Diabetes is a very common disease in America—in fact, based on 2014 statistics from the Centers for Disease Control and Prevention, almost 10-percent of the population has this condition that inhibits insulin production that’s vital in the processing of blood sugars. Luckily, much advancement has been made over the years to improve the quality of life (and save lives) of those with the disease.
While major breakthroughs were made close to a century ago, there have been several recent discoveries that should give patients and medical professionals a brighter outlook. Let’s take a look at seven of these breakthroughs in research for American Diabetes Month in November…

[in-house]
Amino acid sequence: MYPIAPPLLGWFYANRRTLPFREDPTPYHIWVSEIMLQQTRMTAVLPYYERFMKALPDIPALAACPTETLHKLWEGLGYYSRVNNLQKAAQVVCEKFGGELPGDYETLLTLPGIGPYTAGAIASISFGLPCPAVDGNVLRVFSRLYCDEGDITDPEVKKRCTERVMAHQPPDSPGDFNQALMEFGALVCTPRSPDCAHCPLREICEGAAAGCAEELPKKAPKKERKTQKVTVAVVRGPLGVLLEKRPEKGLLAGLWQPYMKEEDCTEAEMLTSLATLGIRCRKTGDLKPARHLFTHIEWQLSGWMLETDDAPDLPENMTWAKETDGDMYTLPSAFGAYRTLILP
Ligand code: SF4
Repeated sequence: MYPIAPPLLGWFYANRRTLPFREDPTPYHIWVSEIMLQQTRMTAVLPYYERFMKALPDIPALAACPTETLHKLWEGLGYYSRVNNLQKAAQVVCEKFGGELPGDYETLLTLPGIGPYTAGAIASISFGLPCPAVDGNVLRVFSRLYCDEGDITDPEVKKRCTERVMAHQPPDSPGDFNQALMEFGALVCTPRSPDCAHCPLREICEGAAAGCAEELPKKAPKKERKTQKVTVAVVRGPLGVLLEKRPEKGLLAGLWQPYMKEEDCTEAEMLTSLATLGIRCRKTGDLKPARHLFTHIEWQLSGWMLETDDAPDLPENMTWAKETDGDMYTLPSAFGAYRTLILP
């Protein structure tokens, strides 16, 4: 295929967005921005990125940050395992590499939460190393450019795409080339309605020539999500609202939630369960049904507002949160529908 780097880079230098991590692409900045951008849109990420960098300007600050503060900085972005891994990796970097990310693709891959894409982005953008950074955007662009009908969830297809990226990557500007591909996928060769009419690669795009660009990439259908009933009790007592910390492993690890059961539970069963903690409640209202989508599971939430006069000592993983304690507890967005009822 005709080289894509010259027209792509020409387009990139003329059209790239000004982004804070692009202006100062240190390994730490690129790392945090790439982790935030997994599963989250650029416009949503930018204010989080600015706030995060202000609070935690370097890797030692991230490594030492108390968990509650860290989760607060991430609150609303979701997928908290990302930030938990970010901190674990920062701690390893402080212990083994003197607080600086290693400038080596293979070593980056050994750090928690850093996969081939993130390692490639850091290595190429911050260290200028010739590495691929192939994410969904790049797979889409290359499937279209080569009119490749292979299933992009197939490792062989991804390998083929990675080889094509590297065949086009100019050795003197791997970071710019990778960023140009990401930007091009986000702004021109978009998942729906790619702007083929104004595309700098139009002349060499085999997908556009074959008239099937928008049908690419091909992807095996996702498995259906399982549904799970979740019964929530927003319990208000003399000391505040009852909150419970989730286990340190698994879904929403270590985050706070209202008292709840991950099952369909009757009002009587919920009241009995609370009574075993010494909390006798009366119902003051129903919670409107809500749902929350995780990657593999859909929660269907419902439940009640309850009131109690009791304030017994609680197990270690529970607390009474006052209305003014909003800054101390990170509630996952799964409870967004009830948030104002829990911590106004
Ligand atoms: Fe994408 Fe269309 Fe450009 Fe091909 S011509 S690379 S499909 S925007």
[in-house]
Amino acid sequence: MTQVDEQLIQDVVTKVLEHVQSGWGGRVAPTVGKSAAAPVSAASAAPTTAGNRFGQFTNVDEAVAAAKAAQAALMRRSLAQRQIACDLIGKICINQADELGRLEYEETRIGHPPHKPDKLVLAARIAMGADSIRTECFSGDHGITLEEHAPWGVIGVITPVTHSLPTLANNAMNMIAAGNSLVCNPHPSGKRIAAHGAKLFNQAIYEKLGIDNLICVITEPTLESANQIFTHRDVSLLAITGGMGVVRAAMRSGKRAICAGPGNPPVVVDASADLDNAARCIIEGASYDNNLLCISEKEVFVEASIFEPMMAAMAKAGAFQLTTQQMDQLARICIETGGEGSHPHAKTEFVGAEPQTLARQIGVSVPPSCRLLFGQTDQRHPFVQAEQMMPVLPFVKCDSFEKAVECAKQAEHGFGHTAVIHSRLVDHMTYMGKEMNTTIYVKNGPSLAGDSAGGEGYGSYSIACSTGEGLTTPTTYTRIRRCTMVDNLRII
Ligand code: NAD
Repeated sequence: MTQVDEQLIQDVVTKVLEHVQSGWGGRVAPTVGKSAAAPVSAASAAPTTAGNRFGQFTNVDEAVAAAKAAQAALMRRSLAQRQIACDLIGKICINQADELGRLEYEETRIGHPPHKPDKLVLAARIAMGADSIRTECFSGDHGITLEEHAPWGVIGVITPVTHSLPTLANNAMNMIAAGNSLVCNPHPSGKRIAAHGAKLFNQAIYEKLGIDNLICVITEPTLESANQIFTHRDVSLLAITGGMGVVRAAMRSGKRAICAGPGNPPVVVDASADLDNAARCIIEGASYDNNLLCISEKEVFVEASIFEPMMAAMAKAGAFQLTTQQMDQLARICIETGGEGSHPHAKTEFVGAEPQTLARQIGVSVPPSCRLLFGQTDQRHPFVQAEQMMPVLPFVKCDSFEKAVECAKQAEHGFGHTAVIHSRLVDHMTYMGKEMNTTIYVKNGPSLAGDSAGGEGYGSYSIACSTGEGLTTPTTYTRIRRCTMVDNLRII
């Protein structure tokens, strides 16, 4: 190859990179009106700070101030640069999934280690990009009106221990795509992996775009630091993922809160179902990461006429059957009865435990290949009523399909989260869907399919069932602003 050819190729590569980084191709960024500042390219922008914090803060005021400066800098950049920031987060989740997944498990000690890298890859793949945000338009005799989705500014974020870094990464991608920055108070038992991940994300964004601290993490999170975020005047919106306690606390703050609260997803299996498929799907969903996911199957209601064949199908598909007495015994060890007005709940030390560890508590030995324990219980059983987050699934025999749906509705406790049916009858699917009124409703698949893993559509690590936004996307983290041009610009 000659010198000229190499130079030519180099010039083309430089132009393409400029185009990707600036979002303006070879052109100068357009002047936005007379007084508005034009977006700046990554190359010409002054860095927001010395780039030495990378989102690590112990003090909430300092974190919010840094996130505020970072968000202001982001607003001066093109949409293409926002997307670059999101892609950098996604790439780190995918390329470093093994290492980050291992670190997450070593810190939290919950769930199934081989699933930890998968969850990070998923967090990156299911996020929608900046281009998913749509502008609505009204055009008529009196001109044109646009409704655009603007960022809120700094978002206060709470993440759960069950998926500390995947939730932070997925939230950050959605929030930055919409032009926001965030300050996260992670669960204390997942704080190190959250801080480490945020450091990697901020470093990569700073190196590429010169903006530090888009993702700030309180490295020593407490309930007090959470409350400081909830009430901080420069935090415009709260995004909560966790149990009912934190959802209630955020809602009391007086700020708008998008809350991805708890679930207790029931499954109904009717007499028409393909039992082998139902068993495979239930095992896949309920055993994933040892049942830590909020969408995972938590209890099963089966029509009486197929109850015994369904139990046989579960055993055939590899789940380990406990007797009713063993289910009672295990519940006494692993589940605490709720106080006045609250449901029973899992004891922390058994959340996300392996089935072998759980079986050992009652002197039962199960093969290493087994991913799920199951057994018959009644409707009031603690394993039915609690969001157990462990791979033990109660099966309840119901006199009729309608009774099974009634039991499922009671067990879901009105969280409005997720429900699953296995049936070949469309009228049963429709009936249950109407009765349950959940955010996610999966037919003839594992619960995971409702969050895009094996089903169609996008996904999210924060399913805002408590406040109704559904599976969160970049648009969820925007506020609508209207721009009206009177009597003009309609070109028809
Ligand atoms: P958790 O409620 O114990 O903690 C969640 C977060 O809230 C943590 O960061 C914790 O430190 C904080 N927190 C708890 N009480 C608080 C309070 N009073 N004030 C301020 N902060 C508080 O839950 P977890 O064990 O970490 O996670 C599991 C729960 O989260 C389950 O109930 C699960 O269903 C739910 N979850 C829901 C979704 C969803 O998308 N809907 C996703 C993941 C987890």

The U.S. Food and Drug Administration (FDA) announced in September 2016 that the first device had been approved to automatically monitor blood glucose levels (rather than the need to administer self-testing) and deliver the right amount of insulin.
This “hybrid close looped system”—Medtronic’s MiniMed 670G—is aimed at patients with Type 1 Diabetes (juvenile diabetes) that are 14-years of age of older. The closed loop system is also being referred to as an artificial pancreas, and will require “little or no input from the user”. While the device was approved by the FDA, there’s ongoing research how it can help those in younger age brackets.